He watched with anxiety as she took the first nibble. When nothing usual happened, he felt much of the tension draining away.
“Tastes better than I thought it would,” she eventually responded. “No unusual urges, no fangs or blood lust. Sorry Dave, don’t think your theory holds up.”
“The creature slumps on the hilltop, hunched over like it’s suffering a degenerative spinal condition. Maybe it is, given the condition of the rest of the body. It turns to sniff the breeze, and those yellow pulsing orbs lock with my eyes. Its upper lip curls and it growls aggressively at me through bared fangs dripping gore. Antlers tilt back, nose raised to the sky, it howls a hunter’s fury and gallops down the hill toward me.
“The forelimbs are twice as long as its hind legs and they end in massive rending claws. The rotting flesh of its barrel chest exposes internal organs. The hind legs are deer-like, knee bending backwards, ending not in hooves but in almost human feet covered in pitch-dark fur.
“This twisted, distorted zombie-elk-thing is galloping down the hill at enormous speed. It leaps in the air, I cover my eyes, and I wake up screaming in terror. Worst of all, I awaken with an unnatural hunger, an insatiable desire that must be fulfilled.”
Rebecca leaned back, letting Dave’s breathing calm and return to normal before flipping on the desk lamp.
“What sort of hunger, Dave?”
“I really don’t want to talk about it.”
“It seems to be at the center of this dream that’s haunting you.”
“It’s taboo. And it’s illegal.”
Dave said nothing, and just clenched his jaw. Rebecca tried another angle.
“You say this thing in your dream has a name, Dave? What’s it called?”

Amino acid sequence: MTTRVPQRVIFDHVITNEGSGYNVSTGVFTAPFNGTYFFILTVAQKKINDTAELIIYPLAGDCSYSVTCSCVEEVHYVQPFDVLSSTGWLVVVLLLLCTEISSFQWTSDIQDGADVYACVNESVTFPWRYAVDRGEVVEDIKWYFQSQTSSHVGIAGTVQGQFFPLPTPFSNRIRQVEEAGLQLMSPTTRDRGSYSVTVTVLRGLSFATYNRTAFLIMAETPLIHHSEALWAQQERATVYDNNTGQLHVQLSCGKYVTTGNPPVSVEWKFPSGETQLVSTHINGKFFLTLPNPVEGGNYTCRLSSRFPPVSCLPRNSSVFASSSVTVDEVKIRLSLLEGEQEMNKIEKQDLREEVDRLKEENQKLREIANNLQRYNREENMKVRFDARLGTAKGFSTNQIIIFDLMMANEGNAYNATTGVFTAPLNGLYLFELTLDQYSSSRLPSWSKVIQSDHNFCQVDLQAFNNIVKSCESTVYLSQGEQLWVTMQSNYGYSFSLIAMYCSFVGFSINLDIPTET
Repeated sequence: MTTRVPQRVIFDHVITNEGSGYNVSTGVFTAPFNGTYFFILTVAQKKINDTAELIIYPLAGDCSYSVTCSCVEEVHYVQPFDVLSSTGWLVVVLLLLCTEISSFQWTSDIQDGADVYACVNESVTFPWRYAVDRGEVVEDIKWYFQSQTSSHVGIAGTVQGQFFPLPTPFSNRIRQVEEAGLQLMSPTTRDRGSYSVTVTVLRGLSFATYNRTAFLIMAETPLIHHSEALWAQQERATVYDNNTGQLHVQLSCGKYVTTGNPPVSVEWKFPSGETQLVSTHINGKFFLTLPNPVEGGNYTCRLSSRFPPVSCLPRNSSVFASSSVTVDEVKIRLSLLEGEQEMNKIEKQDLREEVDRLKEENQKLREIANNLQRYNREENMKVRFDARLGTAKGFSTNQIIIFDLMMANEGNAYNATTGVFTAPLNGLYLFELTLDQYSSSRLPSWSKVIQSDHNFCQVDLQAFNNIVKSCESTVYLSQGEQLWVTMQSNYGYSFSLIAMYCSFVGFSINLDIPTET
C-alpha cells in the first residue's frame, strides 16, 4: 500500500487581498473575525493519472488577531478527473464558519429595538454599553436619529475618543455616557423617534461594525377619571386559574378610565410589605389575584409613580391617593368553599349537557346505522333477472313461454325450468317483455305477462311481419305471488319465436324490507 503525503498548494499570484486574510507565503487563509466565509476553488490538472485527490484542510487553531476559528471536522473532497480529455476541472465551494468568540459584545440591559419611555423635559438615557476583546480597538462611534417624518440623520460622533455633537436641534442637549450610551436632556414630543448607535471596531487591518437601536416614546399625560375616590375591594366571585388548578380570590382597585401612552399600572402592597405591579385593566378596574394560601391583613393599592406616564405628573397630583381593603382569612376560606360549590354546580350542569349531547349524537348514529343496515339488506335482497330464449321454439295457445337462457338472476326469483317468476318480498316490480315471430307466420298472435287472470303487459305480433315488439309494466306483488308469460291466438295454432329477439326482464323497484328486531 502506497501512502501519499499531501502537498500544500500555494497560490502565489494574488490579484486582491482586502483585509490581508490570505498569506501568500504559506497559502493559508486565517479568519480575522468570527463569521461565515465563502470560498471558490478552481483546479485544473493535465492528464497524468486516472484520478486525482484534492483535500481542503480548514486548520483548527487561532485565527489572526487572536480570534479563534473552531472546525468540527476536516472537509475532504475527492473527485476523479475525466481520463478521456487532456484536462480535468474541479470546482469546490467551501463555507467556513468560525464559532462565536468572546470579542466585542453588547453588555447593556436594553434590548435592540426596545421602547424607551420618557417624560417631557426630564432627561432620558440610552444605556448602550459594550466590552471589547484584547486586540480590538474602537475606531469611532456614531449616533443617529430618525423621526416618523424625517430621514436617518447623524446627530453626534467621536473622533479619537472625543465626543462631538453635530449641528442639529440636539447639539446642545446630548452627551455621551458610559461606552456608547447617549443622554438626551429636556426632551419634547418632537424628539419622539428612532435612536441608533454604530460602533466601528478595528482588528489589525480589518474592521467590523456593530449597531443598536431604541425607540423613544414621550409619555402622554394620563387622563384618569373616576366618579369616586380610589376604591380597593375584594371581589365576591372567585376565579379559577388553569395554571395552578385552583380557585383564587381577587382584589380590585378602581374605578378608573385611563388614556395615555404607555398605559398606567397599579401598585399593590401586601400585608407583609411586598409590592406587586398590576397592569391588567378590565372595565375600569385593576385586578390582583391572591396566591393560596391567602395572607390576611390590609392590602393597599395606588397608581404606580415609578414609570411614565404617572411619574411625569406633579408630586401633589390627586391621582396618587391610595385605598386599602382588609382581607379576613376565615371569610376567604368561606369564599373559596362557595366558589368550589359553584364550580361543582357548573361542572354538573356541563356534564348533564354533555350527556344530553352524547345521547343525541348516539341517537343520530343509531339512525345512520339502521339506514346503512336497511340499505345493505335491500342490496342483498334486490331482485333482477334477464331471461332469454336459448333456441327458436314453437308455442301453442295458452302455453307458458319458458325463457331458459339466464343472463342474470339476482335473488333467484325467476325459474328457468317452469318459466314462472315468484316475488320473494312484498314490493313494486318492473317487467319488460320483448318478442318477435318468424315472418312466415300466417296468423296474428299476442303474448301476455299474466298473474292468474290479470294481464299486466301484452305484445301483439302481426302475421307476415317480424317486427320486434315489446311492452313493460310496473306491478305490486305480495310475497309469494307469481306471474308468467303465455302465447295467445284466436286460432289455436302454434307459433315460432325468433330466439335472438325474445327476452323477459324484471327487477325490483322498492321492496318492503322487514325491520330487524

Dave murmured something, too low to hear.
“It’s a Wendigo damn it!”
“I’m sorry, but I don’t know what that is.”
Dave talked to the carpet. “Wendigo. It’s an Algonquin curse, a half-beast creature. A malevolent spirit possesses a specific type of person and causes a physical transformation. It’s always a guilty person, the very worst sort of criminal.”
Rebecca scrawled a note on her pad, giving Dave time to work up to it.
“Wendigoes only possess cannibals”
“Here we are, Dave. I’ve shared dinner with you, and you can see no one is transforming into a malevolent creature. No insatiable hunger, no desire to run Mr. Simon upstairs through a wood chipper, right?”
“The Wendigo psychosis is a myth. There aren’t any cannibalistic nightmares roaming the back woods, and you don’t need to feel guilty about whatever you had for dinner last week. Human flesh was just what you were expecting, not any part of the actual dishes. You aren’t a cannibal or any mythic demon-monster. You’re just Dave.”
After seeing Dave off for the evening, Rebecca looked in the mirror, and saw the shadow of antlers.
“Maybe you were onto something,” she growled. “Now, about tasty Mr. Simon…”
498 words. Inspired by this week’s Finish That Thought prompt (#3-5).